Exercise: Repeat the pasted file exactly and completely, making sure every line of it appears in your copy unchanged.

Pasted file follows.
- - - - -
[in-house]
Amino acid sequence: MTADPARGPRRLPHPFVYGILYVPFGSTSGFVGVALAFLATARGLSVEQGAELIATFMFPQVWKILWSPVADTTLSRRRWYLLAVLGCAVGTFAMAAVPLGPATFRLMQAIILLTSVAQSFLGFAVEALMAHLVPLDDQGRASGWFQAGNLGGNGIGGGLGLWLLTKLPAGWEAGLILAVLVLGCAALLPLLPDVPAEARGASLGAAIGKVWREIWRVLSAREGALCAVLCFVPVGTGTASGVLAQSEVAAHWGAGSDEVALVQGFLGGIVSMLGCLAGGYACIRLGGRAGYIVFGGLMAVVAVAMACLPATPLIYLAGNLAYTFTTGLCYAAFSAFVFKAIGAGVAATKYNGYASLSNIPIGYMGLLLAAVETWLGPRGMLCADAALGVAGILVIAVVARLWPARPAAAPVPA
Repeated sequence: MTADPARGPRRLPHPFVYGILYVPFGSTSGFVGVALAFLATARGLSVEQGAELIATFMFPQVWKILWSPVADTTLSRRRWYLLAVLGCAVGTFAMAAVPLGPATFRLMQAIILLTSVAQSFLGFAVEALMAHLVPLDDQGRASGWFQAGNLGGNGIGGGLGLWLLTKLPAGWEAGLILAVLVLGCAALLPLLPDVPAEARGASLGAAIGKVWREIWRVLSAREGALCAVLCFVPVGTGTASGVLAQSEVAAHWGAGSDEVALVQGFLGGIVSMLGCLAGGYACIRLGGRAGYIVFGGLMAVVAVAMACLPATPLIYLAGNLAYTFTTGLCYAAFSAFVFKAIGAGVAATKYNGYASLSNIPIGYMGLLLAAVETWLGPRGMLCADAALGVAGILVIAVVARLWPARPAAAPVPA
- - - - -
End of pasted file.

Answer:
[in-house]
Amino acid sequence: MTADPARGPRRLPHPFVYGILYVPFGSTSGFVGVALAFLATARGLSVEQGAELIATFMFPQVWKILWSPVADTTLSRRRWYLLAVLGCAVGTFAMAAVPLGPATFRLMQAIILLTSVAQSFLGFAVEALMAHLVPLDDQGRASGWFQAGNLGGNGIGGGLGLWLLTKLPAGWEAGLILAVLVLGCAALLPLLPDVPAEARGASLGAAIGKVWREIWRVLSAREGALCAVLCFVPVGTGTASGVLAQSEVAAHWGAGSDEVALVQGFLGGIVSMLGCLAGGYACIRLGGRAGYIVFGGLMAVVAVAMACLPATPLIYLAGNLAYTFTTGLCYAAFSAFVFKAIGAGVAATKYNGYASLSNIPIGYMGLLLAAVETWLGPRGMLCADAALGVAGILVIAVVARLWPARPAAAPVPA
Repeated sequence: MTADPARGPRRLPHPFVYGILYVPFGSTSGFVGVALAFLATARGLSVEQGAELIATFMFPQVWKILWSPVADTTLSRRRWYLLAVLGCAVGTFAMAAVPLGPATFRLMQAIILLTSVAQSFLGFAVEALMAHLVPLDDQGRASGWFQAGNLGGNGIGGGLGLWLLTKLPAGWEAGLILAVLVLGCAALLPLLPDVPAEARGASLGAAIGKVWREIWRVLSAREGALCAVLCFVPVGTGTASGVLAQSEVAAHWGAGSDEVALVQGFLGGIVSMLGCLAGGYACIRLGGRAGYIVFGGLMAVVAVAMACLPATPLIYLAGNLAYTFTTGLCYAAFSAFVFKAIGAGVAATKYNGYASLSNIPIGYMGLLLAAVETWLGPRGMLCADAALGVAGILVIAVVARLWPARPAAAPVPA